All patients were admitted to and had operations at Tianjin Nankai Hospital between August 2003 and August 2008. Hereditary gallstone group consisted of 28 patients with cholesterol stones in the gallbladder, 15 females and 13 males, aging between 25-80 years. The stones appeared yellow or light yellow in color, with smooth or nodular surfaces. Non-hereditary cholesterol gallstone group consisted of 30 patients with cholesterol stones in the gallbladder, 16 females and 14 males, aging between 20-80 years old. The control group consisted of 32 patients, including 16 females and 16 males, aging between 15-78 years old. Of the 32 patients in the control group, 8 patients suffered from primary hepatocholedocolithiasis with brown stones which were pigment stones, 5 patients were diagnosed with gastric cancer, 11 patients with non-cholesterol polyp in the gallbladder, and 8 with pancreatic cancer. There were no significant differences between the three groups when compared by the age and the body mass index (P > 0.05).

Bile and Liver Sampling

Patients fasted for 12 hours before the operation and general anaesthesia was administered. A liver specimen of 50 mg was obtained and bile collected from gallbladder. Bile was kept at -20°C while liver tissues were stored at -70°C until it was processed. Biopsies were permitted by Hospital Ethics Committee and the consents obtained from the patients and family members.

Identification of Cholesterol Stones

Stones obtained during the operation were rinsed with water and put in the dryer until a constant weight was obtained. Then the stones were ground and dried naturally for 12 hours. A sample of 10 mg gallstone powder was weighed and dissolved in 5 ml anhydrous alcohol, stirred for 3 minutes, and centrifuged at 3000 rpm for 5 minutes. The supernatant was collected for further analysis. Another 10 mg sample was accurately weighed, dissolved in 5 ml chloroform, stirred for 3 minutes, centrifuged at 3000 rpm for 5 minutes, and the supernatant was collected for analysis. The cholesterol and calcium bilirubinate were measured by enzyme method. The ratio of cholesterol content to calcium bilirubinate content was calculated and used for sample classification. Samples with a ratio >0.5 were classified as cholesterol stones, and those with a ratio <0.5 as pigment stones [15].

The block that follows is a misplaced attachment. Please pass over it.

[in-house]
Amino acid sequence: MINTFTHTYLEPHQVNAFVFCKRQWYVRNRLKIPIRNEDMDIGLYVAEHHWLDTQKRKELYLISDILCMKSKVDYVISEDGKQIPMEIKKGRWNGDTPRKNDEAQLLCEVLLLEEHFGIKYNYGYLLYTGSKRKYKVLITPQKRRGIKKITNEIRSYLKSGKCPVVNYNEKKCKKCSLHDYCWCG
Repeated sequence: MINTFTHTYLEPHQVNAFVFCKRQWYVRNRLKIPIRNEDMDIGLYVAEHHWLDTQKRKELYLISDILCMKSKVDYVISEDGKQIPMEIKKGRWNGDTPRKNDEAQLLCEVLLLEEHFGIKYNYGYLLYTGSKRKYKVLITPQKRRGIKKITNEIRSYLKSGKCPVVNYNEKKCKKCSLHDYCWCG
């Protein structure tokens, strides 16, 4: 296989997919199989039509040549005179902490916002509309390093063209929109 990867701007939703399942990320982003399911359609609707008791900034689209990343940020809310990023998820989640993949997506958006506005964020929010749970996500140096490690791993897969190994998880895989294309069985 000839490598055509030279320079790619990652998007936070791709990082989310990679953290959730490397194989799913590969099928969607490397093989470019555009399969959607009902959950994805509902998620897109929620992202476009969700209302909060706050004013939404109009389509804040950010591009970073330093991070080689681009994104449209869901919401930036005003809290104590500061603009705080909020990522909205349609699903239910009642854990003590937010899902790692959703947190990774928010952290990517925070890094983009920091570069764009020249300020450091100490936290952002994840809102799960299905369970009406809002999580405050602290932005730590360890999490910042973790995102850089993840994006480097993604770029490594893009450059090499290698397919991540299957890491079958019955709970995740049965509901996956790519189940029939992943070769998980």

Reverse-Transcription Polymerase Chain Reaction

Total RNA was prepared from liver tissue by using Trizol method and 1 μg RNA was reverse-transcribed by using random primer hexamers. Reverse-transcription polymerase chain reaction (RT-PCR) was performed by using primers based on the human SCP2 cDNA sequence [M55421.1] from Genebank. For SCP2, upper Primer is 5'-ATGGGTTTTCCGGAAGCCGCCAGTT, lower primer is 5'-TCAGAGCTTA GCGTTGCCTGGCTG, and the PCR fragment was a product of 432 bp. For β2-Microglobulin, upper Primer is 5'-ATGCCTGCCGTGTGAACCATGT, lower primer is 5'-AGAGCTACCTGTGGAGCAACCT, and the PCR fragment was a product of 285 bp. SCP2 and β2-Microglobulin genes were amplified at the same time, under the same conditions. PCR was carried out as follows: one cycle of 94°C for 3 min, and 22 cycles of 94°C for 1 min, 58°C for 1 min, 72°C for 1 min, and one cycle of 72°C for 3 min. After electrophoresis, PCR products were quantified by the Gene Genius Gel Documentation and Analysis System, and SCP2 expression level was normalized to β2-Microglobulin level.

Western Blot

The tissues were lysed with the lysis buffer (50 mM Tris PH7.4, 150 mM NaCl, 0.5% Triton X-100, 1 mM EDTA, 1 mM PMSF). Total protein was separated by 12% sodium dodecyl sulfate polyacrylamide gel electrophoresis and electrophoretically transferred onto polyvinylidene difuoride membrane (Millipore, Bedford, MA, USA). After blocking non-specific binding sites with 5% non-fat milk, the membrane was incubated with primary antibodies for 1 h at room temperature. After washing, the blots were incubated with horseradish peroxidase-conjugated anti-mouse or anti-rabbit IgG, and immunoreactive bands were visualized with Western Blotting Luminol Reagent kit (Santa Cruz Biotechnology Inc). Densitometric analysis was used to select the contour of the band, subtract the background and calculate the density. The primary antibodies used in this experiment were as follows: anti-SCP2 antibody (kindly provided by Dr Schroeder, Texas A&M University, 1:1000 dilution) and anti-GAPDH antibody (Santa Cruz Biotechnology, 1:2000 dilution).

Bile Biochemical Analyses

The concentrations of biliary cholesterol, phospholipids, and total bile acids were measured using enzymatic kits (Zhongsheng Bioengineering High-Tech Co.).

Data Analysis

All data were expressed as mean ± standard deviation. Difference between control and experimental groups were evaluated by one-way analysis of variance (ANOVA). P < 0.05 was considered statistically significant (a = 0.05).

Results

The mRNA and protein expression of SCP2 in hereditary gallstone group, non-hereditary gallstone group and control group

We detected mRNA and protein expression of SCP2, the main cholesterol transporter and mediator in hepatocytes. As shown in Figure 1, SCP2 mRNA was expressed at higher levels in hereditary cholesterol gallstone patients compared to those of non-hereditary cholesterol gallstone patients. The expression of SCP2 mRNA in hereditary as well as non-hereditary cholesterol gallstone patients was significantly higher than that of the control group. Three groups were compared by one way analysis of variance, and F = 11.089, P < 0.05.